Damn. It’s our fault.
I realize these screeds can sound like a broken record, but nothing angers me more than when those who have made such a mess of things project blame on, We, The Little People – those of us who struggle mightily in an artificial economy, pay exorbitant taxes, and are expected to suffer in silence.
They claim we are ill-informed, disinterested, and unwilling to get involved, and that may be true.
But in my view, this civic and political malaise is the natural result of elected and appointed officials doing everything in their power to shut us out of the process, dismiss our concerns, and limit our input to three short minutes of their valuable time at choreographed public meetings.
This isn’t a recent phenomenon.
The marginalization and exclusion of the governed has been years in the making – and many have learned that in an economic environment ruled by the same five people passing the same nickel around – it is not in their best interest to call foul, speak out, or provide input on the issues that touch our lives and livelihoods here on Florida’s Fun Coast.
Now the only voices that matter belong to our ‘Rich & Powerful’ – the uber-wealthy donor class who have taken a profit out of the Halifax area for years, permitted strategic blight to drive property values into the toilet allowing all the right last names to acquire entire city blocks for pennies on the dollar, and destroyed the allure of our greatest natural asset, a beautiful beach, turned into a forest of ugly poles and confusing signage with our unique heritage given away to developers as a cheap spiff – all punctuated by an omnipresent homeless population whose necessities of life on the street adds to the overall down-at-the-heels feel.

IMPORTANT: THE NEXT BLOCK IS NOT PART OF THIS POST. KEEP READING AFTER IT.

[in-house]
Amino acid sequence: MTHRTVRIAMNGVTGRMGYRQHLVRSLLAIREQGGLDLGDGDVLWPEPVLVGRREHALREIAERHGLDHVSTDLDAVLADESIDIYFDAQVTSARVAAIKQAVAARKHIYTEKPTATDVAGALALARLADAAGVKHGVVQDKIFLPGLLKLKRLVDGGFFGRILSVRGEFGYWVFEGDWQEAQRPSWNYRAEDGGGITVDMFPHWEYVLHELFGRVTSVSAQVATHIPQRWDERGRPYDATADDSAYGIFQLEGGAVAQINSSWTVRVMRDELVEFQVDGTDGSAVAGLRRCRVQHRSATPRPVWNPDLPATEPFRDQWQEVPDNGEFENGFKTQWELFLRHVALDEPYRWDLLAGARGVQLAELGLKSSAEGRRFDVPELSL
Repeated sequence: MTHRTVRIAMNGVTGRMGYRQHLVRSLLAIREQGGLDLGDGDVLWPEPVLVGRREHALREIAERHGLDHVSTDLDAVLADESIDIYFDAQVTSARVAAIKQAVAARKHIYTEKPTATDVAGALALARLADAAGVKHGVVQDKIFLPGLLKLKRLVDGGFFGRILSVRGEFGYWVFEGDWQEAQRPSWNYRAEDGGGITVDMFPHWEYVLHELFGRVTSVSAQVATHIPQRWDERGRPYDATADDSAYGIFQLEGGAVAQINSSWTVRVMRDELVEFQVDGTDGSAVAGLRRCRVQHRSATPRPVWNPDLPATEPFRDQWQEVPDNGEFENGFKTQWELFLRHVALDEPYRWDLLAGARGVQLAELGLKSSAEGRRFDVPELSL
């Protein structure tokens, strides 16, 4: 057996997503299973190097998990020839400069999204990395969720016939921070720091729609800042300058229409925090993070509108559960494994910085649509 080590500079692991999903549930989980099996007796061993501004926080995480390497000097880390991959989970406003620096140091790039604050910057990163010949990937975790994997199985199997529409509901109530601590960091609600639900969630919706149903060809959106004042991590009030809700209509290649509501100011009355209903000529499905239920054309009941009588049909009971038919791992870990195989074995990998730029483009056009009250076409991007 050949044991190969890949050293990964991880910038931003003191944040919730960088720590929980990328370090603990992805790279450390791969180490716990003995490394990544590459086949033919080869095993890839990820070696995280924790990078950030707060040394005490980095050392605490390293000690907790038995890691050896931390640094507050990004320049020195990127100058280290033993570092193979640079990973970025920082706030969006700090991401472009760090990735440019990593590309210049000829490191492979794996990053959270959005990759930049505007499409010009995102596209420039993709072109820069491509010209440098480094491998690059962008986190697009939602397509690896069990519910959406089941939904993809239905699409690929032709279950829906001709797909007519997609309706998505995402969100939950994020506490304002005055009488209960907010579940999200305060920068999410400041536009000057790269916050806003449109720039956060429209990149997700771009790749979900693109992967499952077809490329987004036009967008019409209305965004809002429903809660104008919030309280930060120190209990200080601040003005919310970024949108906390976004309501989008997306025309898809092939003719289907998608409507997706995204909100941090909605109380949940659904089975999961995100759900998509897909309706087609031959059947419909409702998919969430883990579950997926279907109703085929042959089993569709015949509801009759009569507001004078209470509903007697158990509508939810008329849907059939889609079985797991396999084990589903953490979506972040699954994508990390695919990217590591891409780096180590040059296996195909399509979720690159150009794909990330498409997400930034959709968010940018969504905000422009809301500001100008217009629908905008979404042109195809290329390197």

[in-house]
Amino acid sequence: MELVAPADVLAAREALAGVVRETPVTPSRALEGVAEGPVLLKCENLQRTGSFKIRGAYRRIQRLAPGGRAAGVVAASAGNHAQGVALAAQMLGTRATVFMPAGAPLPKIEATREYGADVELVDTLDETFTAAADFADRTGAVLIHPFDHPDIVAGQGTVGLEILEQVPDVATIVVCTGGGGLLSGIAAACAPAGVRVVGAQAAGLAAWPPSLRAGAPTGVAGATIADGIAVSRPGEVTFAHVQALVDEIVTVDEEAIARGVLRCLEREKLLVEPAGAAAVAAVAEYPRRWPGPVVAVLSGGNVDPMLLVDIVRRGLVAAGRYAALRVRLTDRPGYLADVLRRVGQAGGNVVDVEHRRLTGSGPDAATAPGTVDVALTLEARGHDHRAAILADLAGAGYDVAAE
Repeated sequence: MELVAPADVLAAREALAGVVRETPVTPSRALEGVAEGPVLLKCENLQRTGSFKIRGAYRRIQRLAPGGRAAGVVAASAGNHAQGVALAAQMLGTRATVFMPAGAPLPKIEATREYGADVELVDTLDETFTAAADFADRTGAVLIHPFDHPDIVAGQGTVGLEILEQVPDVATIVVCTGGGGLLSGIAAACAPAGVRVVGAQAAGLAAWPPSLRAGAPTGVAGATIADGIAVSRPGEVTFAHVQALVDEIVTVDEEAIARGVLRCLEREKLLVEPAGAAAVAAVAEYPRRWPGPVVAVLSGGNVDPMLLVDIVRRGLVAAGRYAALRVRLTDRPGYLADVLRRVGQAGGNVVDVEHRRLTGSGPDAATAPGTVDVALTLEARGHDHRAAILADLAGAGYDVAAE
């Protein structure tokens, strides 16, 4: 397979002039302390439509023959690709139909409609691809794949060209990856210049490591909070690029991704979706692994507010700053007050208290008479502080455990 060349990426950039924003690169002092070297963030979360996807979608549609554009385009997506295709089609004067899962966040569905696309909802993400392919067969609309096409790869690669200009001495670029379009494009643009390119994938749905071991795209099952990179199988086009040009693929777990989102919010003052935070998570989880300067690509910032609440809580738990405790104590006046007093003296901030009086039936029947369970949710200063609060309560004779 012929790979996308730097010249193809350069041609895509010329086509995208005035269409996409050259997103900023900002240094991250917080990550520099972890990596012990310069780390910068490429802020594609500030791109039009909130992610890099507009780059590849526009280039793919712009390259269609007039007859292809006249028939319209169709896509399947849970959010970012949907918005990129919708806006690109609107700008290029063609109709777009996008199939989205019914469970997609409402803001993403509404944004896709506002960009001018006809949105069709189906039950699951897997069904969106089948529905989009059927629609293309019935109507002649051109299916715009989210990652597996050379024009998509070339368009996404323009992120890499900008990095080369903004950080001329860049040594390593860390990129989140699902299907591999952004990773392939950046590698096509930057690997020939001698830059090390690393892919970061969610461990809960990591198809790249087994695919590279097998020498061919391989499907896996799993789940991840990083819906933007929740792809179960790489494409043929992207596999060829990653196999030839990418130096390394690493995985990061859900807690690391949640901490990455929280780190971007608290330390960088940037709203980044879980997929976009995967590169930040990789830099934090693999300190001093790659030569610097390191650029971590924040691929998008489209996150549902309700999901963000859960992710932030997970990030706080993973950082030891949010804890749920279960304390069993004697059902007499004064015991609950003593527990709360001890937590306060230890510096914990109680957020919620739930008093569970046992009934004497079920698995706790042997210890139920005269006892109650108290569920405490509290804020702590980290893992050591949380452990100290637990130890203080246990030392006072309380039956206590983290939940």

But somehow, it’s our fault?
In a recent article by Eileen Zaffiro-Kean writing in The Daytona Beach News-Journal, “No walk-ins at the First Step Shelter,” we learned that our tax supported homeless shelter in name only will continue to limit admittance to “clients” referred by law enforcement, social service agencies, hospitals, and churches – while slamming the portcullis and turning away any poor soul who makes the arduous trip to that expensive Taj Mahal in the hinterlands off US-92 seeking shelter from the mean streets.
Two-years on, we are told the First Step “programming” (whatever that may be) provides services for 40-50 residents at any given time (served, according to my count, by fourteen staff members).
According to the News-Journal, board member Joan Campanaro – who was once an advocate for the 24/7 come as you are shelter we were promised – now reports:
“Until the shelter raises more money and can hire more caseworkers, Campanaro said she doesn’t see how the facility could increase the number of clients it helps every day. . .”
Ah, there it is – the First Step “Shelter’s” own broken LP: More money (skip), More money (skip), More money (skip). . .
Then came what we were all waiting for, “Mad Mike” Panaggio’s deflection of blame for what everyone knew was a financially unsustainable model going in – an ungrateful community who never gave the less-than-transparent boondoggle a “fair shake”:
“Shelter board member Mike Panaggio said he doesn’t think local residents realize what First Step Shelter accomplishes every week.